There’s something about what’s happening on both conscious and unconscious levels in poetry with regard to craft and language that both encourages me to think through it and prevents me from thinking through it entirely. I don’t set out to write a poem on these subjects, but they are essential to the way I see and am seen in the world. This comes through in the poetry I write with likely more authenticity and ambiguity than I am able to convey in prose.
In your blog you discuss motherhood, the difficulties of achieving balance, and “the will to create” through writing. What’s the best thing that happened in your writing since you became a mother? Who are the creative mothers and parents that you admire and who inspire your courage and strength to create?
When I started the blog, I wanted to push against my own limiting notions of mother or writer, or of mother and writer, as if one moment, I was one and not the other. Since I became a mother, my writing is more urgent and I am less careful of perfection. If a poem isn’t working out, I’m more inclined to move on to the next poem and let that one go. I don’t have the luxury of obsessing over a poem, for better or worse.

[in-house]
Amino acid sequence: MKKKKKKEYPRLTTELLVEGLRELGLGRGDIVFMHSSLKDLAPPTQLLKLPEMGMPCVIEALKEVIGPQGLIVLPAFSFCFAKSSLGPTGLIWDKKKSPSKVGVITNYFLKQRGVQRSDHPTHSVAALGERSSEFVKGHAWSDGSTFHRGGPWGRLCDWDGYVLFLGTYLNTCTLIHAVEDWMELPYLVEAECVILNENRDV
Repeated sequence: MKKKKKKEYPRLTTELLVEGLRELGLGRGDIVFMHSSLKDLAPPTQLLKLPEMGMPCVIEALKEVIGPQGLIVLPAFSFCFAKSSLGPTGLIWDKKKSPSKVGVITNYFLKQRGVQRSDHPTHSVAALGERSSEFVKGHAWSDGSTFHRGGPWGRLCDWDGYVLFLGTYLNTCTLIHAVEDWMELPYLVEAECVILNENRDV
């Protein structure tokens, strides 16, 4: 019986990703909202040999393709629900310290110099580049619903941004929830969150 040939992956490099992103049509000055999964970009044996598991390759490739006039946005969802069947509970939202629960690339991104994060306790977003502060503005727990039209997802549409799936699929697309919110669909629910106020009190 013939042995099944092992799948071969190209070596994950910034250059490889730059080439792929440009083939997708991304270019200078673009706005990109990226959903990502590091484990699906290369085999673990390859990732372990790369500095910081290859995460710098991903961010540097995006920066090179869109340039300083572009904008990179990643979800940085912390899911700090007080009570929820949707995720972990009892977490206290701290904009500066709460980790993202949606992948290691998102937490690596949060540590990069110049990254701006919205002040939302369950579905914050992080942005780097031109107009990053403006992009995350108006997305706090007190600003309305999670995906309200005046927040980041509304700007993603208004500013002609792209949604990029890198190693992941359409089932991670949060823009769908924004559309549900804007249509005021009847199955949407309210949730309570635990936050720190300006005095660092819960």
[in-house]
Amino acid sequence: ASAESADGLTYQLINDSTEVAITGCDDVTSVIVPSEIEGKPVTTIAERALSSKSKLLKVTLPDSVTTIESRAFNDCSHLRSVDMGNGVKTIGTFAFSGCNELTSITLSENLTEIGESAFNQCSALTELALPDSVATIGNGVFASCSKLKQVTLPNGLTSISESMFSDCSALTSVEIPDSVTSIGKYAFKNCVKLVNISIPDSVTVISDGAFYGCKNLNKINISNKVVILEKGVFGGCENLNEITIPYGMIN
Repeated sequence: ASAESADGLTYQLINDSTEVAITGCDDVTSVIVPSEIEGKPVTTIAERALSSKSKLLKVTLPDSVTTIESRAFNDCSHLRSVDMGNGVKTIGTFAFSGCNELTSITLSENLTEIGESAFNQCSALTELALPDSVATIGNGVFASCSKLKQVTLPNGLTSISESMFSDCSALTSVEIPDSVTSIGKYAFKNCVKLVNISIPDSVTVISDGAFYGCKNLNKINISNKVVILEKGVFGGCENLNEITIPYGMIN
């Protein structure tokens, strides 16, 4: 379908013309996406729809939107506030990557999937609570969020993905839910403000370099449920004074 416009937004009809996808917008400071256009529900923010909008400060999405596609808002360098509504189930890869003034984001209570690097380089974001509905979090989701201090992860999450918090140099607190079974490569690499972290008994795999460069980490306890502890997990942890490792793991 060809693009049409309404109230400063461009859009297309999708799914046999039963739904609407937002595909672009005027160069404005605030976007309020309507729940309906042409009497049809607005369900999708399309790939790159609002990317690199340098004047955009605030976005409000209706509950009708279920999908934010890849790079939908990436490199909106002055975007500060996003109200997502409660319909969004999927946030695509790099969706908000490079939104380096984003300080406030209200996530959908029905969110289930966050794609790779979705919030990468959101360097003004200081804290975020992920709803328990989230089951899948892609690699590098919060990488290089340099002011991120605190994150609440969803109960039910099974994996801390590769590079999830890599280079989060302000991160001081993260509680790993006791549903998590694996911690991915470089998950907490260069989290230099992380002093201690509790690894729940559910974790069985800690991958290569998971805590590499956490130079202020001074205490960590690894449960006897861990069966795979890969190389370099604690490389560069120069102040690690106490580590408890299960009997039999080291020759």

I try very hard to consider it a success that attempting to write is writing, no matter the outcome. Naomi Shihab Nye said in an interview on On Being, that “very rarely do you hear anyone say that when they write things down, they feel worse. It’s an act that helps you, preserves you, energizes you in the very act of doing it.” I make it the priority to write something down once a day, most days, and that has honestly given me clarity and balance in my daily life. So other things don’t get done — or done as well, and I accept that. I acknowledge too it is a privilege to say that there are other things – other jobs that are secondary for me at this time in my life.